The International Court of Arbitration of the International Chamber of Commerce (ICC) has released a revised version of its Rules of Arbitration (ICC Rules 2021). Subject to further editorial corrections, the ICC Rules 2021 will enter into force on 1 January 2021, replacing the 2017 ICC Rules. The 2017 ICC Rules however, will continue to apply to cases submitted to the ICC prior to 1 January 2021. The ICC Rules 2021 is available on the ICC website.
Key features of ICC Rules 2021
The ICC Rules 2021 aim to enhance flexibility, transparency and efficiency of arbitral proceedings and respond to emerging trends in international arbitration. Key reforms relate to:
- Joinder of additional parties and consolidation of arbitrations in multi-party/multi-contract disputes;
- Disclosure of third-party funding agreements;
- ICC’s discretionary power to appoint the entire Tribunal (under exceptional circumstances);
- Tribunal’s right to disallow new solicitors or counsel from acting the arbitration, if a conflict would arise from the appointment.
- Investor-State/Treaty-based disputes;
- Use of modern technology in arbitrations – Virtual hearings and trend towards paperless arbitration; and
- Tribunal’s powers to make an additional award.
Joinder of Additional Parties
Under the current 2017 ICC Rules, any Request for Joinder of additional parties (Joinder Request) must be submitted before the confirmation/appointment of the Arbitral Tribunal, unless all parties (including the additional party) agree otherwise.
Article 7(5) of the ICC Rules 2021 now provides that a Joinder Request may be submitted after the confirmation/appointment of any arbitrator, provided that the additional party (i) accepts the constitution of the Arbitral Tribunal; and (ii) agrees to the Terms of Reference. In deciding the Joinder Request, the Arbitral Tribunal shall consider “all relevant circumstances”, which may include: (i) whether the Tribunal has a prima facie jurisdiction over the additional party; (ii) the timing of the Joinder Request; (iii) possible conflicts of interest; and (iv) the impact of joinder on the arbitral procedure.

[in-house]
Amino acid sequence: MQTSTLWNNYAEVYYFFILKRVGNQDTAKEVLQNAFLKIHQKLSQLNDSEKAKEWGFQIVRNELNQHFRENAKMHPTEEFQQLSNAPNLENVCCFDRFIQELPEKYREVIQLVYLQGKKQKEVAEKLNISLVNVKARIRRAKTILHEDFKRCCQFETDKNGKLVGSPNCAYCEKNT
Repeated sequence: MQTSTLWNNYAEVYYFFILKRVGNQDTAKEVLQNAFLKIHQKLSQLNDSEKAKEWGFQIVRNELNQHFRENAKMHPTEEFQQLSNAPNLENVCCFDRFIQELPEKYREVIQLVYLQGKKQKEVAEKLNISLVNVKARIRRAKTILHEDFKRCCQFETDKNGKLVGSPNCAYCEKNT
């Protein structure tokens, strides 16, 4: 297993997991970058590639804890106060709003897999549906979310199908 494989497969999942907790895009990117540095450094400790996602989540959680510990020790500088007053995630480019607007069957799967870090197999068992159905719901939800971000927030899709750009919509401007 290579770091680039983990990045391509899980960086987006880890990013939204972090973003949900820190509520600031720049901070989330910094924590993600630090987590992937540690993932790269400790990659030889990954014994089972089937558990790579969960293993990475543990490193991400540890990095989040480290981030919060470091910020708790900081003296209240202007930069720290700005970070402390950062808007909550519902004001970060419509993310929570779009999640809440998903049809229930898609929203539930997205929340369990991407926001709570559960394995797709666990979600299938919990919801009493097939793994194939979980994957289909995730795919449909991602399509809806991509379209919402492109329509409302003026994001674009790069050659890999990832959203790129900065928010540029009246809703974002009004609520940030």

Under the new joinder provision: (i) a Claimant may now submit a Joinder Request at any time during the proceedings; and (ii) there is a non-exhaustive list for the Arbitral Tribunal to consider when deciding a Joinder Request. However, a successful joinder application is still dependent on all parties (including the additional party) providing consent to participate in the proceedings. In other words, if the additional party (i.e. the co-respondent) refuses to be joined, it will not be forced into the proceedings.
Consolidation of Arbitrations
The new Article 10(b) provides greater flexibility in respect of the circumstances in which arbitrations may be consolidated. Claims commenced by different parties under different contracts may now be consolidated. This change is particularly useful to handle complex multi-contract and multi-party disputes.
For consolidation to be successful, it is important that all agreements in a multi-party transaction contain ICC arbitration clauses that are materially the same and mirror each other (e.g. the number of arbitrators, language, seat and venue of arbitration).
Disclosure of Third-Party Funding Agreement